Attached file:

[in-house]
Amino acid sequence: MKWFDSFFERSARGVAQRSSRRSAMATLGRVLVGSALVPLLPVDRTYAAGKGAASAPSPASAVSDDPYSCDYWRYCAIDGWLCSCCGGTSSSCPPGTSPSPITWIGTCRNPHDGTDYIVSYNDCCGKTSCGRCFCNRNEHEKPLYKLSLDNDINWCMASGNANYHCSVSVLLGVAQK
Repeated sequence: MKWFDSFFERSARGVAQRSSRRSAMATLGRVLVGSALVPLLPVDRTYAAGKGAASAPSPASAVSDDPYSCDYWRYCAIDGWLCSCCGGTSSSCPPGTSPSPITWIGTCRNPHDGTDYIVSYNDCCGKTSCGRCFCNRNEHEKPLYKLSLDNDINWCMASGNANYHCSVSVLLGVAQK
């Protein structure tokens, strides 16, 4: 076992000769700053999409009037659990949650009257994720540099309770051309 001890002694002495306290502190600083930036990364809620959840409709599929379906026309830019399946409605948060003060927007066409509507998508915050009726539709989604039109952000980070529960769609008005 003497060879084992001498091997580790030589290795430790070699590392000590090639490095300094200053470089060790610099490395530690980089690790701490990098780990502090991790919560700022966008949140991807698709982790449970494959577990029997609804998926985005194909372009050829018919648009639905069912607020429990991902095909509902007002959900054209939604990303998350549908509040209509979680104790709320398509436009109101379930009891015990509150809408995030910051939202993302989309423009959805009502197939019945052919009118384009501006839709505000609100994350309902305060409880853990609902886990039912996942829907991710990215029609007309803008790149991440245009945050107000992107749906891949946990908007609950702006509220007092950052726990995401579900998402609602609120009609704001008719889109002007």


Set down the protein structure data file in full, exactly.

[in-house]
Amino acid sequence: MKWFDSFFERSARGVAQRSSRRSAMATLGRVLVGSALVPLLPVDRTYAAGKGAASAPSPASAVSDDPYSCDYWRYCAIDGWLCSCCGGTSSSCPPGTSPSPITWIGTCRNPHDGTDYIVSYNDCCGKTSCGRCFCNRNEHEKPLYKLSLDNDINWCMASGNANYHCSVSVLLGVAQK
Repeated sequence: MKWFDSFFERSARGVAQRSSRRSAMATLGRVLVGSALVPLLPVDRTYAAGKGAASAPSPASAVSDDPYSCDYWRYCAIDGWLCSCCGGTSSSCPPGTSPSPITWIGTCRNPHDGTDYIVSYNDCCGKTSCGRCFCNRNEHEKPLYKLSLDNDINWCMASGNANYHCSVSVLLGVAQK
């Protein structure tokens, strides 16, 4: 076992000769700053999409009037659990949650009257994720540099309770051309 001890002694002495306290502190600083930036990364809620959840409709599929379906026309830019399946409605948060003060927007066409509507998508915050009726539709989604039109952000980070529960769609008005 003497060879084992001498091997580790030589290795430790070699590392000590090639490095300094200053470089060790610099490395530690980089690790701490990098780990502090991790919560700022966008949140991807698709982790449970494959577990029997609804998926985005194909372009050829018919648009639905069912607020429990991902095909509902007002959900054209939604990303998350549908509040209509979680104790709320398509436009109101379930009891015990509150809408995030910051939202993302989309423009959805009502197939019945052919009118384009501006839709505000609100994350309902305060409880853990609902886990039912996942829907991710990215029609007309803008790149991440245009945050107000992107749906891949946990908007609950702006509220007092950052726990995401579900998402609602609120009609704001008719889109002007």